Donna’s advocacy efforts began with her awareness about New Jersey’s intention to significantly alter its Medicaid program and move nursing home residents into private managed care. Traditionally, states have been reluctant to extend managed care to people with disabilities for various reasons including their complex needs. However, recently, largely due to constrained budgets and a desire to improve delivery and quality of care, some states like New Jersey are considering it. As this is being proposed and is happening, some including the Society want to make sure that the following types of things happen: care is not disrupted; care remain person-centered and based on personal choice; and people will disabilities maintain access to the wide range of services needed for their complex needs and access to qualified providers.

Determined to take action, Donna began investigating and discovered there were no citizen groups in New Jersey dedicated solely to advocating on behalf of nursing home residents. So, Donna stepped in and now tracks the news relating to her nursing home. 

Over the past two years Donna’s advocacy efforts have taken place inside Preakness and outside its doors. How does she do it? By creating momentum and giving her community a voice. Donna has gathered 11,000 electronic signatures on a petition, she asks any visitor at Preakness to sign the letter, works to enlist support from local politicians and citizens, encourages everyone to call or write President Obama and the U.S. Department of Health and Human Services (HHS) (the federal department that would approve or reject New Jersey’s application) to register their opposition, and attends freeholder meetings. Donna has had a letter to the editor published and was recently featured in an online article in Click here to read the article and learn more about Donna’s awesome advocacy efforts.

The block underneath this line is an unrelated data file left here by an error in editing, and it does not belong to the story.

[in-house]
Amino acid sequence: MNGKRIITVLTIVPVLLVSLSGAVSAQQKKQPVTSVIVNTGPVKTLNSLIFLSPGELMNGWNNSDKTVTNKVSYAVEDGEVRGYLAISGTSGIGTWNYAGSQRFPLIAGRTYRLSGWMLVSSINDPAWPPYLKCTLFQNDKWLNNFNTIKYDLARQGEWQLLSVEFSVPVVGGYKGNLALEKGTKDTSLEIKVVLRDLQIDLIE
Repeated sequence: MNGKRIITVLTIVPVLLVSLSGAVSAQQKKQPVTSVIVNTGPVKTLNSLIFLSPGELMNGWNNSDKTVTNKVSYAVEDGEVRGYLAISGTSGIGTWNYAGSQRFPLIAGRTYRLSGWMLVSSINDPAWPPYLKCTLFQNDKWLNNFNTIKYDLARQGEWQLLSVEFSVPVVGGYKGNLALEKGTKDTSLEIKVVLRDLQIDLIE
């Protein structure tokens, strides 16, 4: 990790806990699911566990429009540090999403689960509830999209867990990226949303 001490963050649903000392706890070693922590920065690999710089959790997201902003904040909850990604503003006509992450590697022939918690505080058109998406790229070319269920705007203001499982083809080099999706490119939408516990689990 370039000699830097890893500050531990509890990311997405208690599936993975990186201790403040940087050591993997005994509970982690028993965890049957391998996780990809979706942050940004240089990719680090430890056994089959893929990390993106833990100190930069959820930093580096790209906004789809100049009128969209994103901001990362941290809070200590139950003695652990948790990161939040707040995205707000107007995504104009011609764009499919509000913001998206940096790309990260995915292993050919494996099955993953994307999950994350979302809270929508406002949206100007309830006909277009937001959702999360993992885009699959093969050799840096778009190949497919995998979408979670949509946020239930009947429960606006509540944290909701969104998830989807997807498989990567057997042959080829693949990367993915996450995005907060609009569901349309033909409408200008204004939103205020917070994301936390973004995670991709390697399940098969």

Because of advocacy efforts such as Donna’s, New Jersey has delayed moving its 30,000 Medicaid nursing home residents into managed care. Initially intended to take effect July 1, 2012, New Jersey state officials are now aiming for January 2013 and may roll out the program slowly for a smoother transition. 

The Society applauds Donna for taking an issue that affects her personally and that she is passionate about and doing something about it. She has raised her voice, joined with others, and made a direct impact. That is what activism is all about. Thank you for your hard work as an MS Activist, Donna! Keep up the great work!

Monday, July 16, 2012


BREAKING:  The Convention on the Rights of Persons with Disabilities hearing was held yesterday and overall the hearing was very positive.  The Senate Foreign Relations Committee did not yet vote on whether to forward the treaty to the full Senate but we will let you know when that occurs.

Supreme Court Ruling.  Well by now everyone knows that the Supreme Court held that the Affordable Care Act was constitutional, with some surprising twists in that conservative Chief Justice John Roberts was the deciding vote in favor of constitutionality.  Another interesting twist was that the Court agreed that the individual mandate was unconstitutional under the Commerce Clause (which caused CNN and Fox to erroneously report that the law had fallen) but that it was constitutional under the Congressional authority to tax and spend, thereby deeming the mandate a ‘tax.’ 

Implications of Ruling.  The Commerce clause part of the Court decision could, according to some legal experts, re-define Congressional authority to regulate commerce and the Medicaid ruling (see below) could impact Congressional authority to alter state programs that are federally funded.  So while the law was upheld, analyst are now assessing some of the peripheral consequences of the Court’s logic.  Given the 5-4 decision, it’s clear that had the minority prevailed, it could have resulted in a tectonic shift of Congressional authority.  

Uncertainty removed.  Pretty much the entire health industry was treading gingerly on reform implementation awaiting the Supreme Court ruling.  Insurers, employers, and providers along with the biotech industry among them.

What’s Next for ACA?  The GOP plans to hold another vote in the House of Representatives to repeal the ACA, which will pass, but die in the Senate.  In the meantime, states and the federal government move full steam ahead to implement.  There will no doubt be additional lawsuits and other maneuvers but for now, everything moves ahead.